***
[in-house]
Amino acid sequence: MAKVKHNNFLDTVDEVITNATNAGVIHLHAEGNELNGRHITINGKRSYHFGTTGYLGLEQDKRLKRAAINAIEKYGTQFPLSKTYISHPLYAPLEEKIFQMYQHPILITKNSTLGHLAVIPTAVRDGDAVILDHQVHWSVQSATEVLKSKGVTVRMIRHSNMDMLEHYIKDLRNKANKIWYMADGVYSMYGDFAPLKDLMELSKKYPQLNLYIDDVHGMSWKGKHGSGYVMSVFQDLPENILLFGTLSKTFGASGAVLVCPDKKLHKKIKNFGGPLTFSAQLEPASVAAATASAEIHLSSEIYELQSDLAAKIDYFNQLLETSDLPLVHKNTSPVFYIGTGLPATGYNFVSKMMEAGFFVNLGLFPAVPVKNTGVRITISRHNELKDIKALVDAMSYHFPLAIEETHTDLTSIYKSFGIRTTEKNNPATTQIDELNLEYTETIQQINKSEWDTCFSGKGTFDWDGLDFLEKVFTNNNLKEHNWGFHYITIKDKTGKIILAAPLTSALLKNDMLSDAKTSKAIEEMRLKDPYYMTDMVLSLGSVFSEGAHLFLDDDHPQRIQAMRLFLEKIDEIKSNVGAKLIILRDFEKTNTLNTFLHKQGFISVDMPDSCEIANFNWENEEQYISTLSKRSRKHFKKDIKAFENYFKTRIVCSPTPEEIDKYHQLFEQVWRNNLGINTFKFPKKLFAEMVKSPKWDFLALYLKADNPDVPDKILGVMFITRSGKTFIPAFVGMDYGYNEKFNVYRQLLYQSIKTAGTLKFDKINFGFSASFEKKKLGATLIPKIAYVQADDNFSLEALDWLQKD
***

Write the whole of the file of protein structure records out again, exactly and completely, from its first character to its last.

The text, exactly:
[in-house]
Amino acid sequence: MAKVKHNNFLDTVDEVITNATNAGVIHLHAEGNELNGRHITINGKRSYHFGTTGYLGLEQDKRLKRAAINAIEKYGTQFPLSKTYISHPLYAPLEEKIFQMYQHPILITKNSTLGHLAVIPTAVRDGDAVILDHQVHWSVQSATEVLKSKGVTVRMIRHSNMDMLEHYIKDLRNKANKIWYMADGVYSMYGDFAPLKDLMELSKKYPQLNLYIDDVHGMSWKGKHGSGYVMSVFQDLPENILLFGTLSKTFGASGAVLVCPDKKLHKKIKNFGGPLTFSAQLEPASVAAATASAEIHLSSEIYELQSDLAAKIDYFNQLLETSDLPLVHKNTSPVFYIGTGLPATGYNFVSKMMEAGFFVNLGLFPAVPVKNTGVRITISRHNELKDIKALVDAMSYHFPLAIEETHTDLTSIYKSFGIRTTEKNNPATTQIDELNLEYTETIQQINKSEWDTCFSGKGTFDWDGLDFLEKVFTNNNLKEHNWGFHYITIKDKTGKIILAAPLTSALLKNDMLSDAKTSKAIEEMRLKDPYYMTDMVLSLGSVFSEGAHLFLDDDHPQRIQAMRLFLEKIDEIKSNVGAKLIILRDFEKTNTLNTFLHKQGFISVDMPDSCEIANFNWENEEQYISTLSKRSRKHFKKDIKAFENYFKTRIVCSPTPEEIDKYHQLFEQVWRNNLGINTFKFPKKLFAEMVKSPKWDFLALYLKADNPDVPDKILGVMFITRSGKTFIPAFVGMDYGYNEKFNVYRQLLYQSIKTAGTLKFDKINFGFSASFEKKKLGATLIPKIAYVQADDNFSLEALDWLQKD